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Page 2

“Keep your money,” Daniel said. “Give me a horse or your best servant in lieu—I’m not particular.”

Mortimer’s friends didn’t move. “But I insist,” Mortimer said.

Eleven against one. If Daniel argued, he’d only end up with bruised knuckles. He didn’t particularly want to hurt his hands, because he had the fine-tuning of his engine to do, and he needed to be able to hold a spanner.

“Fair enough,” Daniel said. “But I assess the goods before I accept it as payment of debt.”

Mortimer agreed. He clapped Daniel on the shoulder as he led him out, and Daniel stopped himself shaking off his touch.

Mortimer’s friends filed around them in a defensive flank as they made their way to Mortimer’s waiting landau. Daniel noted as they pulled away from the Nines that the bone-breaker had slipped out the door behind them and followed.

Mortimer took Daniel through the misty city to a respectable neighborhood north of Oxford Street, stopping on a quiet lane near Portman Square.

The hour was two in the morning, and this street was silent, the houses dark. Behind the windows lay respectable gentlemen who would rise in the early hours and trundle to the City for work.

Daniel descended from the landau and looked up at the dark windows. “She’ll be asleep, surely. Leave it for tomorrow.”

“Nonsense,” Mortimer said. “She sees me anytime I call.”

He walked to a black-painted front door and rapped on it with his stick. Above them a light appeared, and a curtain drew back. Mortimer looked up at the window, made an impatient gesture, and rapped on the door again.

The curtain dropped, and the light faded. Tap, tap, tap, went Mortimer’s stick. Daniel folded his arms, stopping himself from ripping the stick from Mortimer’s hands and breaking it over his knee. “Who lives here?”

“I do,” Mortimer said. “I mean, I own the house. At least, my family does. We let it to Madame Bastien and her daughter. For a slight savings in rent, they agreed to entertain me and my friends anytime I asked it.”

“Including the middle of the bloody night?”

“Especially the middle of the night.”

Mortimer smiled—self-satisfied English prig. The ladies inside had to be courtesans. Mortimer had reduced the rent and obligated them to pay in kind.

Daniel turned back to the landau. “This isn’t worth two thousand, Mortimer.”

“Patience. You’ll see.”

The rest of Mortimer’s friends had arrived and hemmed them in, blocking the way back to the landau. The bone-breaker was still in attendance, hovering in the shadows a little way down the street.

The door opened. A maid who’d obviously dressed hastily stepped aside and let the stream of gentlemen inside. The drunker lads of the party wanted to pause to see what entertainment she might provide, but Daniel planted himself solidly beside the door, blocking their way to her. They moved past, forgetting about her.

Mortimer led the way to double pocket doors at the end of the hall and pushed them open. Daniel caught a flurry of movement from the room beyond, but by the time Mortimer beckoned Daniel, stillness had taken over.

They entered a dining room. The walls were covered with a blue, gold, and burnt orange striped wallpaper, its many colors bright in the light of a hearth fire. A gas chandelier hung dark above, and a solitary candelabra with three candles rested on the long, empty table. A young woman was just touching a match to the candlewicks.

When the third candle was lit, she blew out the match and straightened up. “So sorry to have kept you waiting, gentlemen,” she said in a voice very faintly accented. “I’m afraid my mother is unable to rise. You will have to make do with me.”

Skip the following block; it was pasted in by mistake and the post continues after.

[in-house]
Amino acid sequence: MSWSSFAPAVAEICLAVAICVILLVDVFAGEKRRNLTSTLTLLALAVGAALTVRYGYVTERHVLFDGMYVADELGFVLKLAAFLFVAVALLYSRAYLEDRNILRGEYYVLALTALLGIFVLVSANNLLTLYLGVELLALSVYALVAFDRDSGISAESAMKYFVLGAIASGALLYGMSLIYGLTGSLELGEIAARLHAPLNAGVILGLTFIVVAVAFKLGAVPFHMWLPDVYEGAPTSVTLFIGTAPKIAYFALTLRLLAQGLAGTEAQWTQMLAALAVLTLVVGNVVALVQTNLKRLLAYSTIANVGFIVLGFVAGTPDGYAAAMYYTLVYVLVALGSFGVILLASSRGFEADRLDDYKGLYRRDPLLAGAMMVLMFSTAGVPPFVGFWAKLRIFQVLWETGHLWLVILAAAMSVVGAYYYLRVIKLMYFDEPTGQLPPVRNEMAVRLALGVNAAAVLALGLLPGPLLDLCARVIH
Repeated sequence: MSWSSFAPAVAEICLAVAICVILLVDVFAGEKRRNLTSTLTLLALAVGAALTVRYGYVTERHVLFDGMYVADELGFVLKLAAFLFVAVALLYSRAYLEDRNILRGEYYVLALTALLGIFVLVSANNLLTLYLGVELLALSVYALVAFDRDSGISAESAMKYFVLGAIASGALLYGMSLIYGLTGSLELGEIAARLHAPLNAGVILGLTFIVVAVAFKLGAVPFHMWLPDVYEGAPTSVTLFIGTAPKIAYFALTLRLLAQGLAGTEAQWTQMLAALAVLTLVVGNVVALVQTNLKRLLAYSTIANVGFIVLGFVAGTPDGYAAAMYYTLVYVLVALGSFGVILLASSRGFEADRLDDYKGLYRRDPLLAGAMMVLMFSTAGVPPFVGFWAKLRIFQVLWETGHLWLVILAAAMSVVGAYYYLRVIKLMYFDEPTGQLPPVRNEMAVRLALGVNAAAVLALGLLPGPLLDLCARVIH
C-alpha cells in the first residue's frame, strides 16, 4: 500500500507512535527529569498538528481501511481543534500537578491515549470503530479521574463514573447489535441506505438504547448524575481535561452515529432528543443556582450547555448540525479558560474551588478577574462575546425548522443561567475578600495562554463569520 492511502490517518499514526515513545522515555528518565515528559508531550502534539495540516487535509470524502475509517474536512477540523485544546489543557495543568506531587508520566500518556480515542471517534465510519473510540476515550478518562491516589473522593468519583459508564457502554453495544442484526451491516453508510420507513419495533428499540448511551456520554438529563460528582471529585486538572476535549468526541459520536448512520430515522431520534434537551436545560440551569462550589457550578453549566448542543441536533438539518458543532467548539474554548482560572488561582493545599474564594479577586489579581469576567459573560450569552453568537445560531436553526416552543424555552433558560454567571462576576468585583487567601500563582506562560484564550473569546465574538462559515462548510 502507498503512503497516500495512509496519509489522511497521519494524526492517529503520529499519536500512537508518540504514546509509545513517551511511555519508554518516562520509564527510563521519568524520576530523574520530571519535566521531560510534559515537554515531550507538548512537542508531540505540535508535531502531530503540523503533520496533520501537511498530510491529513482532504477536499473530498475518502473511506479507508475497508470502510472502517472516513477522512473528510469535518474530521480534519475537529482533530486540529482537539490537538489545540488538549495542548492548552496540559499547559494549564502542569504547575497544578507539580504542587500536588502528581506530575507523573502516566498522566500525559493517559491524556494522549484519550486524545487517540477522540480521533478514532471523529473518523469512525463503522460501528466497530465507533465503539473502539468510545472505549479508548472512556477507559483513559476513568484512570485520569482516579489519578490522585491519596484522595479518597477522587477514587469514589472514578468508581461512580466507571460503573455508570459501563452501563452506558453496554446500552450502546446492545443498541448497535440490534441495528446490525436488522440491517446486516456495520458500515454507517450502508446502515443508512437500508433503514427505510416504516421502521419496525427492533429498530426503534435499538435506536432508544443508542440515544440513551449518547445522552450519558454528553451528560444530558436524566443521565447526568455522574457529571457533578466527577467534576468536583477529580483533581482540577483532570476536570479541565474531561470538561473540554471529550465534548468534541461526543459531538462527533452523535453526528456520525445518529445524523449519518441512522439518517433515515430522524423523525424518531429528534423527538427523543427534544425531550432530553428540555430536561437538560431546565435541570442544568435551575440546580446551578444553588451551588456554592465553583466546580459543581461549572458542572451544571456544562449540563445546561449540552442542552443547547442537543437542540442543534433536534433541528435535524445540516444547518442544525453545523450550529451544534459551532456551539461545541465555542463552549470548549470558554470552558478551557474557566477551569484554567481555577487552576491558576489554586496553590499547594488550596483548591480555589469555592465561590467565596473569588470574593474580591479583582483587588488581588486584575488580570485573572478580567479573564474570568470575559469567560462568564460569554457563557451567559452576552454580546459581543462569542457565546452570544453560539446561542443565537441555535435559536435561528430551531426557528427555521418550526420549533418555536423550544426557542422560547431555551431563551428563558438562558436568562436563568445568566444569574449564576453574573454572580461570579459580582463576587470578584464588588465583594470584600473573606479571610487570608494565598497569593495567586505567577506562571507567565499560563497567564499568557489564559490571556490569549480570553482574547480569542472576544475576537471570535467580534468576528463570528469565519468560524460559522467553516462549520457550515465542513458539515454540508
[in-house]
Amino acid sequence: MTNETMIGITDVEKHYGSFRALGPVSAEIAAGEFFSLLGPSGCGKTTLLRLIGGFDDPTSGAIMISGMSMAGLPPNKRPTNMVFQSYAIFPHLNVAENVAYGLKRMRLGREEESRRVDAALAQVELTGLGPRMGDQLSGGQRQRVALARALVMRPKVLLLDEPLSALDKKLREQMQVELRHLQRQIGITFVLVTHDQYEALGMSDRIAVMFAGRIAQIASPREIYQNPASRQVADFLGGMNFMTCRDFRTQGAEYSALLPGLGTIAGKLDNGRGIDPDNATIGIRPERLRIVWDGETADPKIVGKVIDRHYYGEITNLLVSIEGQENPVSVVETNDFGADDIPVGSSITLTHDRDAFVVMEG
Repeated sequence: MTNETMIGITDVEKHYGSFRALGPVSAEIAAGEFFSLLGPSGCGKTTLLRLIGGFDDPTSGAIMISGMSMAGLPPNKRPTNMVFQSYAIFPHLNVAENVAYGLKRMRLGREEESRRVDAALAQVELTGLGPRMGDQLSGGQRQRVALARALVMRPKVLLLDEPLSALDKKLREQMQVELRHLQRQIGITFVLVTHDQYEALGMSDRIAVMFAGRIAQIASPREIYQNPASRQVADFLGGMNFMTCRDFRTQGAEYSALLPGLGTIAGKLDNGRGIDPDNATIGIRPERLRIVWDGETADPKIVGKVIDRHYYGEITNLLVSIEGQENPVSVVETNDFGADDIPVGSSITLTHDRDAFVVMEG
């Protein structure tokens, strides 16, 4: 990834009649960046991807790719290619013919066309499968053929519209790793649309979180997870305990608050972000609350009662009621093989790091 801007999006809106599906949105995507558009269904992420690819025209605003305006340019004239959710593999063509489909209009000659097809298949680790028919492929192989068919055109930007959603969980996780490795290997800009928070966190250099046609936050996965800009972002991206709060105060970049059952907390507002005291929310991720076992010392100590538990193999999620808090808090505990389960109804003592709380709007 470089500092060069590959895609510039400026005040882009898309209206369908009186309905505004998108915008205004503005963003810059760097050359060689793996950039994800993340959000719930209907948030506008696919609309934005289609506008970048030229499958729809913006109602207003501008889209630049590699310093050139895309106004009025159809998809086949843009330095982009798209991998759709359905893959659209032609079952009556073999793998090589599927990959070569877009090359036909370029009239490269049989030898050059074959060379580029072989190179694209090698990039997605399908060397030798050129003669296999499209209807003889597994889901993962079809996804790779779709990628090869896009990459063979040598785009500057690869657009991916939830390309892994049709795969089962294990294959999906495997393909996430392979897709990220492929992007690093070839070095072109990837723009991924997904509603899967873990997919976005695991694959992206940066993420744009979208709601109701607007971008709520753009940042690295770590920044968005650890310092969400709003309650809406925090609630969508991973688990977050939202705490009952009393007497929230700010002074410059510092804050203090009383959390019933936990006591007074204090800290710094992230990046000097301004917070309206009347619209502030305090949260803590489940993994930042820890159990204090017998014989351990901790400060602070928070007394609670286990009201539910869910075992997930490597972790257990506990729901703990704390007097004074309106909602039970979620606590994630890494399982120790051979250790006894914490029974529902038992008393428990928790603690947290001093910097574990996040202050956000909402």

Whatever Mortimer and the other gentlemen said in response, Daniel didn’t hear. He couldn’t hear anything. He couldn’t see anything either, except the woman who stood poised behind the candelabra, the long match still in her hand, the smile of an angel on her face.

She wasn’t beautiful. Daniel had seen faces more beautiful in the Casino in Monte Carlo, at the Moulin Rouge in Paris. He’d known slimmer bodies in dancers, or in the butterflies that glided about the gaming hells in St. James’s and Monaco, enticing gentlemen to play.

This young woman had an angular face softened by a mass of dark hair dressed in a pompadour, ringlets trickling down the sides of her face. Her nose was a little too long, her mouth too wide, her shoulders and arms too plump. Her eyes were her best feature, set in exact proportion in her face, dark blue in the glint of candlelight.

They were eyes a man could gaze into all night and wake up to in the morning. He could contemplate her eyes across the breakfast table and then at dinner while he made plans to look into them again all through the night.

She wasn’t a courtesan. Courtesans began charming the moment a gentleman walked into a room. They gestured with graceful fingers, implying that those fingers would be equally graceful traveling a man’s body. Courtesans drew in, they suggested without words, they used every movement and every expression to beguile.

This woman stood fixed in place, her body language not inviting the gentlemen into the room at all, despite her words and her smile. If her movements were graceful as she turned to toss the match into the fire, it was from nature, not practice.

She wore a plain gown of blue satin that bared her shoulders, but the gown was no less respectable than what a lady in this neighborhood might wear for dinner or a night at the theatre. Her hair in the simple pompadour had no ribbons or jewels to adorn it. The unaffected style hinted that the dark masses might come down at any time over the hands of the lucky gentleman who pulled out the hairpins.

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